Infotainment Factory: How Sharks plan to fill gap left by Holmes

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Wednesday, 21 November 2018

How Sharks plan to fill gap left by Holmes


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Cronulla Sharks coach Shane Flanagan has revealed that the player to fill the void left by Valentine Holmes may be right under his nose. 

Flanagan was still reeling from the sudden departure of Holmes, who this week announced his decision to abruptly leave the club to pursue a career in the NFL. 

The coach said he was 'disappointed' in Holmes' decision and could 'understand' why Sharks skipper Paul Gallen called for a ban for players who exit their contracts early to play in other sports.

"I really understand Gal in those sort of areas. He's always going to speak his mind and [that's] how passionate he is," Flanagan told Nine News.

"From my persective you lose players through injury, you lose players that go to other clubs, the timing thing is probably the most disappointing thing for me. 

"But in the end we'll get on with it, there'll be a young kid that will come in."

Gallen calls for Holmes NRL ban

Speaking to Nine News' Danny Weidler, Flanagan said there emerges an opportunity for none other than his son Kyle to be that young kid to step up.

"He's ready. He played a game last year and the coaching staff were sort of pushing me to play him a bit earlier, then we did, and he performed well in that game and I was really pleased with the way he played," Flanagan said.

Flanagan's son could have an opportunity in the halves if Matt Moylan was to move back to fullback.

"He's had a really good off-season. He's had some rest, put on a bit of size and he'll train really hard in the off-season," the Sharks coach said.

"He'll get an opportunity to train with Chad Townsend because Matt Moylan has had surgery."

When asked if he was worried about the prospect of coaching his own son - a similar situation facing Ivan and Nathan Cleary at the Panthers - Flanagan said he wouldn't have it any other way.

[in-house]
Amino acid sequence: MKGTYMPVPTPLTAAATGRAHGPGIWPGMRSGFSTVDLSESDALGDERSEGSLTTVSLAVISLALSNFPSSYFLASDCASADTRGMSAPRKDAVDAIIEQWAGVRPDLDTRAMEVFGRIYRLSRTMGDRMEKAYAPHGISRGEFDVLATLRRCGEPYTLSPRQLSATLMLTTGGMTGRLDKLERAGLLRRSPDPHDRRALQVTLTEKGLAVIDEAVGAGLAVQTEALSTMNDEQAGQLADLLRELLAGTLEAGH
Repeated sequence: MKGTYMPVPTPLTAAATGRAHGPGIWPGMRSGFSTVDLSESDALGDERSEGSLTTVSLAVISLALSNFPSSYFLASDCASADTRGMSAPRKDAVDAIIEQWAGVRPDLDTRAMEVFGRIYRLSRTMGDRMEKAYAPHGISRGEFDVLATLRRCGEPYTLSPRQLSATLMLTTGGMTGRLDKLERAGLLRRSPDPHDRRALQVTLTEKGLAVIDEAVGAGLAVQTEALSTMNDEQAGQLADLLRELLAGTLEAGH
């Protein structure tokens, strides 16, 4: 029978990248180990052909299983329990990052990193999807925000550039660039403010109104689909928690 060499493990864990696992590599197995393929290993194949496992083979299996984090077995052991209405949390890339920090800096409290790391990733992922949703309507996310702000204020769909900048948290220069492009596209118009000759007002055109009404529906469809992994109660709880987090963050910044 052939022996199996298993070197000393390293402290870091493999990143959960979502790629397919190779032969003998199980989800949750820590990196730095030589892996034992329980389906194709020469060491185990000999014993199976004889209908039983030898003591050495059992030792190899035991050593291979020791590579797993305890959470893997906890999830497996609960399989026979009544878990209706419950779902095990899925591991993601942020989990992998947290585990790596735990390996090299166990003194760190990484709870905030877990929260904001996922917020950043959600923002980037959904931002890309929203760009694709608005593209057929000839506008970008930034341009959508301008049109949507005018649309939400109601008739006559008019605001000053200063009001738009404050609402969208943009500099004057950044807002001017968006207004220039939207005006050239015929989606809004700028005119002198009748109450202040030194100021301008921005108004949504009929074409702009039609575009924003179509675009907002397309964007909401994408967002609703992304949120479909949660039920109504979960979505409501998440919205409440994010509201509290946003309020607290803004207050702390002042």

"I look forward to the challenge and I think Ivan is the same," he said.

"If you had your young bloke play first grade and you're a first grade coach, you'd rather he be with you than against you."

Cronulla Sharks coach Shane Flanagan has revealed that the player to fill the void left by Valentine Holmes may be right under his nose. 

Flanagan was still reeling from the sudden departure of Holmes, who this week announced his decision to abruptly leave the club to pursue a career in the NFL. 

The coach said he was 'disappointed' in Holmes' decision and could 'understand' why Sharks skipper Paul Gallen called for a ban for players who exit their contracts early to play in other sports.

"I really understand Gal in those sort of areas. He's always going to speak his mind and [that's] how passionate he is," Flanagan told Nine News.

"From my persective you lose players through injury, you lose players that go to other clubs, the timing thing is probably the most disappointing thing for me. 

"But in the end we'll get on with it, there'll be a young kid that will come in."

Gallen calls for Holmes NRL ban

Speaking to Nine News' Danny Weidler, Flanagan said there emerges an opportunity for none other than his son Kyle to be that young kid to step up.

"He's ready. He played a game last year and the coaching staff were sort of pushing me to play him a bit earlier, then we did, and he performed well in that game and I was really pleased with the way he played," Flanagan said.

Flanagan's son could have an opportunity in the halves if Matt Moylan was to move back to fullback.

"He's had a really good off-season. He's had some rest, put on a bit of size and he'll train really hard in the off-season," the Sharks coach said.

"He'll get an opportunity to train with Chad Townsend because Matt Moylan has had surgery."

When asked if he was worried about the prospect of coaching his own son - a similar situation facing Ivan and Nathan Cleary at the Panthers - Flanagan said he wouldn't have it any other way.

"I look forward to the challenge and I think Ivan is the same," he said.

"If you had your young bloke play first grade and you're a first grade coach, you'd rather he be with you than against you."

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